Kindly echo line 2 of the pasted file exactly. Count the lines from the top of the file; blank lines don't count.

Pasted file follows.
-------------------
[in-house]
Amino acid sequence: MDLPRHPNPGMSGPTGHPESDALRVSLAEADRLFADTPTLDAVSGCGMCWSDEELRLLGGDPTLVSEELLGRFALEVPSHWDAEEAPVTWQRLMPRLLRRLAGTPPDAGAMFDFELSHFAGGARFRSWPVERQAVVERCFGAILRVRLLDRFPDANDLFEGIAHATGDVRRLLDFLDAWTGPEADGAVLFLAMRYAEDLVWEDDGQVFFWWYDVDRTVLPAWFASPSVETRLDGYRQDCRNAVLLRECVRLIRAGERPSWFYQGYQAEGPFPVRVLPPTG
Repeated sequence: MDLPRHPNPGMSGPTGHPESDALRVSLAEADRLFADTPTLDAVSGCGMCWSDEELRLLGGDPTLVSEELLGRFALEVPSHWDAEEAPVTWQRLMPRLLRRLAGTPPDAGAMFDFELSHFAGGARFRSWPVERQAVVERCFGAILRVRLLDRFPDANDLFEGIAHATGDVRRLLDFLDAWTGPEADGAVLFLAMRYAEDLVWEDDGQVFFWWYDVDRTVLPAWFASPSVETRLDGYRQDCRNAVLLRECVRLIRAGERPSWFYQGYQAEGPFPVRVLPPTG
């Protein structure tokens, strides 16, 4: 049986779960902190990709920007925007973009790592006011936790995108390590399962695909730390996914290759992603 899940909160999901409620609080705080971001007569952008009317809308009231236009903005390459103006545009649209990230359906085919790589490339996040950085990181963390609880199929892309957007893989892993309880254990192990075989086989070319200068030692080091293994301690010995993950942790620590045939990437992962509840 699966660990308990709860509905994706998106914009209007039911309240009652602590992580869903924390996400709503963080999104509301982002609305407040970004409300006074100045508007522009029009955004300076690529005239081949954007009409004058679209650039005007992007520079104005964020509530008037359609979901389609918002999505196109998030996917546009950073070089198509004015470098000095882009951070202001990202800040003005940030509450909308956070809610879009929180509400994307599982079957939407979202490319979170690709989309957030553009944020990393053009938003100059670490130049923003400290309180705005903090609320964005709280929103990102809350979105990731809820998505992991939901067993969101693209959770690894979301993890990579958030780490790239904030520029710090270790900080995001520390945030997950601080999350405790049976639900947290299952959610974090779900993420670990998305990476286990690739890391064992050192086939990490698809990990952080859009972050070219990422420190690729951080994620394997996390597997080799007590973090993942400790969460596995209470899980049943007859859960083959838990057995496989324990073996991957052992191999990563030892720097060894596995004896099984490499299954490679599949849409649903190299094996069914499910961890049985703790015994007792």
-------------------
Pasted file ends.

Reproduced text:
Amino acid sequence: MDLPRHPNPGMSGPTGHPESDALRVSLAEADRLFADTPTLDAVSGCGMCWSDEELRLLGGDPTLVSEELLGRFALEVPSHWDAEEAPVTWQRLMPRLLRRLAGTPPDAGAMFDFELSHFAGGARFRSWPVERQAVVERCFGAILRVRLLDRFPDANDLFEGIAHATGDVRRLLDFLDAWTGPEADGAVLFLAMRYAEDLVWEDDGQVFFWWYDVDRTVLPAWFASPSVETRLDGYRQDCRNAVLLRECVRLIRAGERPSWFYQGYQAEGPFPVRVLPPTG